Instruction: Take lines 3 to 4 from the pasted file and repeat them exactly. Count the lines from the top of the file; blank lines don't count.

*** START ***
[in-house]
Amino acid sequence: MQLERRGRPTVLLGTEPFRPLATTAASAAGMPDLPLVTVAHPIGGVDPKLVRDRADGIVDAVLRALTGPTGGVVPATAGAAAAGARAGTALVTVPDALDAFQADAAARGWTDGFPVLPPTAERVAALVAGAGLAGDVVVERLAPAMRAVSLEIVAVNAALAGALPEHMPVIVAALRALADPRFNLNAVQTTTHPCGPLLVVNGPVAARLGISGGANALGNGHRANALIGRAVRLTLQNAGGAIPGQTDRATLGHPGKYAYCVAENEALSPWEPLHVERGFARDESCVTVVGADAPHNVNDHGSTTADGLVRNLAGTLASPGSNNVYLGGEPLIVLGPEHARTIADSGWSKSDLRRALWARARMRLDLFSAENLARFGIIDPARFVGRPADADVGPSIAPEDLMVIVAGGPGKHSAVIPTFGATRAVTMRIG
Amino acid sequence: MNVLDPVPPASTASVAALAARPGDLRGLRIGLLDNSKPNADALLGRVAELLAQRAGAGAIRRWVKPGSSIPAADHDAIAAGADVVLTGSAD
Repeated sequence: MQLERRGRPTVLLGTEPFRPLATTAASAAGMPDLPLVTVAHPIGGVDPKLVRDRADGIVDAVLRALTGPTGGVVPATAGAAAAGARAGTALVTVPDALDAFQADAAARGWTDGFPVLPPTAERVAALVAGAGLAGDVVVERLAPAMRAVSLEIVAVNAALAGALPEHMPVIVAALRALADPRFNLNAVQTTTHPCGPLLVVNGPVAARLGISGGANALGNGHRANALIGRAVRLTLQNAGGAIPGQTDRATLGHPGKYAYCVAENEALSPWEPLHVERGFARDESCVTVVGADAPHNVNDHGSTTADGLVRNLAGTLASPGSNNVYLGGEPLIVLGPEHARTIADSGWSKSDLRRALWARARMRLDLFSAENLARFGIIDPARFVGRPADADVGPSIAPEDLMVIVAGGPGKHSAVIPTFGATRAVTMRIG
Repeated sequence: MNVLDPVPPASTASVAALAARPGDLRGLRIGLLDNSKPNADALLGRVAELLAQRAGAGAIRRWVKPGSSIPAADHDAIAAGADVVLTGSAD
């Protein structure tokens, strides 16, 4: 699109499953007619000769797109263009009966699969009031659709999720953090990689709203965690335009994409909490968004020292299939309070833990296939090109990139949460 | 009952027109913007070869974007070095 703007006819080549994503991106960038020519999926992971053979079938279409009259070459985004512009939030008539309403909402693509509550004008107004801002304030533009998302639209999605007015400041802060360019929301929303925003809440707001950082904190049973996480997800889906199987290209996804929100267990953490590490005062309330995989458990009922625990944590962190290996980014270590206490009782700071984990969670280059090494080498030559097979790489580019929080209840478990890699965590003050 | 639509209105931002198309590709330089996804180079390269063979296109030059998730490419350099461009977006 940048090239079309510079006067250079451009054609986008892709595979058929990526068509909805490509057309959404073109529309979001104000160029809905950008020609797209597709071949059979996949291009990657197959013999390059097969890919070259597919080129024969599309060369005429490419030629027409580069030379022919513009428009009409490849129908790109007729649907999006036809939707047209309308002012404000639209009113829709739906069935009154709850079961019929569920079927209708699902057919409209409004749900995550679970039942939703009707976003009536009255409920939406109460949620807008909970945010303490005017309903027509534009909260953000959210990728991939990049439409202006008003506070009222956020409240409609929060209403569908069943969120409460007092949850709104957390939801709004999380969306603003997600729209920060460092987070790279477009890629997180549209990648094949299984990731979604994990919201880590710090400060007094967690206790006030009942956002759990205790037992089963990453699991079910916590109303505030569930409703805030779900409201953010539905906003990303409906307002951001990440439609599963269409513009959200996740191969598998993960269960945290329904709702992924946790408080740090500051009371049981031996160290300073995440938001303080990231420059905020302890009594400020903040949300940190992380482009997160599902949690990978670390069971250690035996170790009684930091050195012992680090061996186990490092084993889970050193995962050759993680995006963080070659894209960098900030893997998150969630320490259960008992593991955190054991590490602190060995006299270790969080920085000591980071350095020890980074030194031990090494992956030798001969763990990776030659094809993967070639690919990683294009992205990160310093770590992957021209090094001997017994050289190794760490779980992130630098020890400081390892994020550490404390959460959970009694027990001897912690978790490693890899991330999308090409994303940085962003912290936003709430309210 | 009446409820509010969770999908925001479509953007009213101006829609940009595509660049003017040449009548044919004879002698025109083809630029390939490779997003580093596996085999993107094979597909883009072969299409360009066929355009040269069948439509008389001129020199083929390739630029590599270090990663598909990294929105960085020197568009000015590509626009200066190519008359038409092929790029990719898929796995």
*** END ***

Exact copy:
Amino acid sequence: MNVLDPVPPASTASVAALAARPGDLRGLRIGLLDNSKPNADALLGRVAELLAQRAGAGAIRRWVKPGSSIPAADHDAIAAGADVVLTGSAD
Repeated sequence: MQLERRGRPTVLLGTEPFRPLATTAASAAGMPDLPLVTVAHPIGGVDPKLVRDRADGIVDAVLRALTGPTGGVVPATAGAAAAGARAGTALVTVPDALDAFQADAAARGWTDGFPVLPPTAERVAALVAGAGLAGDVVVERLAPAMRAVSLEIVAVNAALAGALPEHMPVIVAALRALADPRFNLNAVQTTTHPCGPLLVVNGPVAARLGISGGANALGNGHRANALIGRAVRLTLQNAGGAIPGQTDRATLGHPGKYAYCVAENEALSPWEPLHVERGFARDESCVTVVGADAPHNVNDHGSTTADGLVRNLAGTLASPGSNNVYLGGEPLIVLGPEHARTIADSGWSKSDLRRALWARARMRLDLFSAENLARFGIIDPARFVGRPADADVGPSIAPEDLMVIVAGGPGKHSAVIPTFGATRAVTMRIG